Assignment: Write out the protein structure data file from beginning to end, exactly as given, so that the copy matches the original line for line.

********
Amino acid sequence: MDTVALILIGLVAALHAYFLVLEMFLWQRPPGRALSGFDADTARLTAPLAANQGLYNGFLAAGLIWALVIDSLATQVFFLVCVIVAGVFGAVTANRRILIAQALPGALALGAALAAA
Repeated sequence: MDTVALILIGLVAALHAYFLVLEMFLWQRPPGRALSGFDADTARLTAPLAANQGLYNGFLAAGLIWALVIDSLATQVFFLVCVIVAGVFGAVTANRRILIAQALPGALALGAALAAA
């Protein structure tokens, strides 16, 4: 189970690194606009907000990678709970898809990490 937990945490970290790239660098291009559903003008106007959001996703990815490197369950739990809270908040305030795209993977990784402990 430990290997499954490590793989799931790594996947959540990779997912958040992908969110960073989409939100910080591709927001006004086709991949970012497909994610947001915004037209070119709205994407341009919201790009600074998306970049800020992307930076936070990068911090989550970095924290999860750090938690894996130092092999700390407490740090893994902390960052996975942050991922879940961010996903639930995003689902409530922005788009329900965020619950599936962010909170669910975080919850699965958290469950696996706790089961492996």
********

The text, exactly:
Amino acid sequence: MDTVALILIGLVAALHAYFLVLEMFLWQRPPGRALSGFDADTARLTAPLAANQGLYNGFLAAGLIWALVIDSLATQVFFLVCVIVAGVFGAVTANRRILIAQALPGALALGAALAAA
Repeated sequence: MDTVALILIGLVAALHAYFLVLEMFLWQRPPGRALSGFDADTARLTAPLAANQGLYNGFLAAGLIWALVIDSLATQVFFLVCVIVAGVFGAVTANRRILIAQALPGALALGAALAAA
């Protein structure tokens, strides 16, 4: 189970690194606009907000990678709970898809990490 937990945490970290790239660098291009559903003008106007959001996703990815490197369950739990809270908040305030795209993977990784402990 430990290997499954490590793989799931790594996947959540990779997912958040992908969110960073989409939100910080591709927001006004086709991949970012497909994610947001915004037209070119709205994407341009919201790009600074998306970049800020992307930076936070990068911090989550970095924290999860750090938690894996130092092999700390407490740090893994902390960052996975942050991922879940961010996903639930995003689902409530922005788009329900965020619950599936962010909170669910975080919850699965958290469950696996706790089961492996």